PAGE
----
We come into contact with a whole world of unseen bacteria and contaminants that can adhere to our skin. Before applying a dollop of cannabis-infused lotion/topical to your hands, feet, elbows, etc, give yourself a quick rinse. You don’t have to get in the shower and do the Hokey-Pokey, just grab a moist wash cloth or paper towel and scrub the applicable area to remove any unwanted particulates from your skin, then dry the area prior to application.


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3. Be generous and vigorous

After you’ve sufficiently cleaned and dried the affected area, generously apply your cannabis topical. You don’t need to bathe in it, but doing a second or third application is not uncommon. With every application, vigorously massage and rub the topical into your skin. Do not apply too much pressure as to exacerbate your discomfort, but be firm and don’t be shy about a second pass.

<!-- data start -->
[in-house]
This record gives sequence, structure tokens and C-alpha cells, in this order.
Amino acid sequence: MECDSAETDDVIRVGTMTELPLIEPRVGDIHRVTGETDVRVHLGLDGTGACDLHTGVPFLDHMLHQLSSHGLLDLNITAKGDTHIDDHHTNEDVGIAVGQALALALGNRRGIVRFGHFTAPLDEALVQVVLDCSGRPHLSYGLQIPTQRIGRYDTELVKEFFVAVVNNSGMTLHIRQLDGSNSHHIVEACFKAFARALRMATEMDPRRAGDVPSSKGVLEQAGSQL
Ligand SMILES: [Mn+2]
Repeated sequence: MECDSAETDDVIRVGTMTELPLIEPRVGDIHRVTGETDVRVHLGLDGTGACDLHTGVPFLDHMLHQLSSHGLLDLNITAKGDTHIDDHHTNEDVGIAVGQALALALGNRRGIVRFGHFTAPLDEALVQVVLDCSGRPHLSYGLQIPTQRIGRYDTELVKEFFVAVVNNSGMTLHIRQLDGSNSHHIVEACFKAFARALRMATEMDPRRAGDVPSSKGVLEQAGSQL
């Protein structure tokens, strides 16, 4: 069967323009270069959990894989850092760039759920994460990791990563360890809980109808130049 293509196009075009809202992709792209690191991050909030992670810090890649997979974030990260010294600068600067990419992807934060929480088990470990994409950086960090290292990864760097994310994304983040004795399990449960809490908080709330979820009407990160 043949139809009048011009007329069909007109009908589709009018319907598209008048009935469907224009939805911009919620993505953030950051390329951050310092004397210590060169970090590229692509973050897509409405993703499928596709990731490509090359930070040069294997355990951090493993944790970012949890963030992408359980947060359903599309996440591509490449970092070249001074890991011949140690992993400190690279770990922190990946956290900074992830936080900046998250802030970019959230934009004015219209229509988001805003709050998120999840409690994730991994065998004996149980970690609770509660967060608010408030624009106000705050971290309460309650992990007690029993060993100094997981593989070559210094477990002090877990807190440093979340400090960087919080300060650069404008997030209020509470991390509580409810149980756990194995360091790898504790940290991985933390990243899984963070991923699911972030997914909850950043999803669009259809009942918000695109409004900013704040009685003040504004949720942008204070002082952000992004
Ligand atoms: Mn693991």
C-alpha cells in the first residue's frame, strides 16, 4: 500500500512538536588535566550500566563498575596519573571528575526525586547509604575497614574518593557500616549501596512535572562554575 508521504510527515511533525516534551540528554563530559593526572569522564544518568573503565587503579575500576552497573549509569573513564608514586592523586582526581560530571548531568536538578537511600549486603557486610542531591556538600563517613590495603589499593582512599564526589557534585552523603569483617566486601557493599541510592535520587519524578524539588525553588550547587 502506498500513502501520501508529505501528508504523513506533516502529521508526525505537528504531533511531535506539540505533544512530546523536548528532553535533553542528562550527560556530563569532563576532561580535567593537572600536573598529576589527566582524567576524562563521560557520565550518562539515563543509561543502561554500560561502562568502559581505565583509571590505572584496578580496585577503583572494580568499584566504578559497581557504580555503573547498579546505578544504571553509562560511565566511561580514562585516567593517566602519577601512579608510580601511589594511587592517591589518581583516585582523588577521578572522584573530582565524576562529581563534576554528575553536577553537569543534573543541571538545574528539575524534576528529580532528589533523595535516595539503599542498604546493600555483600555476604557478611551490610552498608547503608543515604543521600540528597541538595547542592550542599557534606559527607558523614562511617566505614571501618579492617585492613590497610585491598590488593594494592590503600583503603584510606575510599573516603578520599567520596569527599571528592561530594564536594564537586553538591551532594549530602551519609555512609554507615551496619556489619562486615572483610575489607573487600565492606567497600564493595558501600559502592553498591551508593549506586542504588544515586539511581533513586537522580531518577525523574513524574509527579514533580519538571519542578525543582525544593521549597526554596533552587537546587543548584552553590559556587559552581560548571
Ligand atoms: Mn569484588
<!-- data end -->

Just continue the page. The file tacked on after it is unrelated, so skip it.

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4. Wash your hands!

After applying your topical, wash your hands well. Many topicals have touches of citrus, capsaicin (pepper), or mint, and none of those compounds feel very good in a nostril, eye, or butt crack. Just trust me. Wash your darn hands!


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5. Adjust your expectations

Cannabis is not a panacea, but it can be quite helpful. Don’t expect a lifetime of arthritis to suddenly feel like nothing, or for old war wounds to subside entirely. Rather, prepare for subtle, innocuous relief alongside other sensations depending on the concentration of other soothing ingredients in your topical. Just like a heating pad or IcyHot, cannabis topicals don’t necessarily cure our ailments, they simply make them more bearable.


Cannabis and Arthritis

What are some of your favorite cannabis-infused topicals? Share your preferred brands and your topical best practices in the comments!

Jeremiah Wilhelm's Bio Image

Jeremiah Wilhelm

Jeremiah Wilhelm is a former strain researcher at Leafly.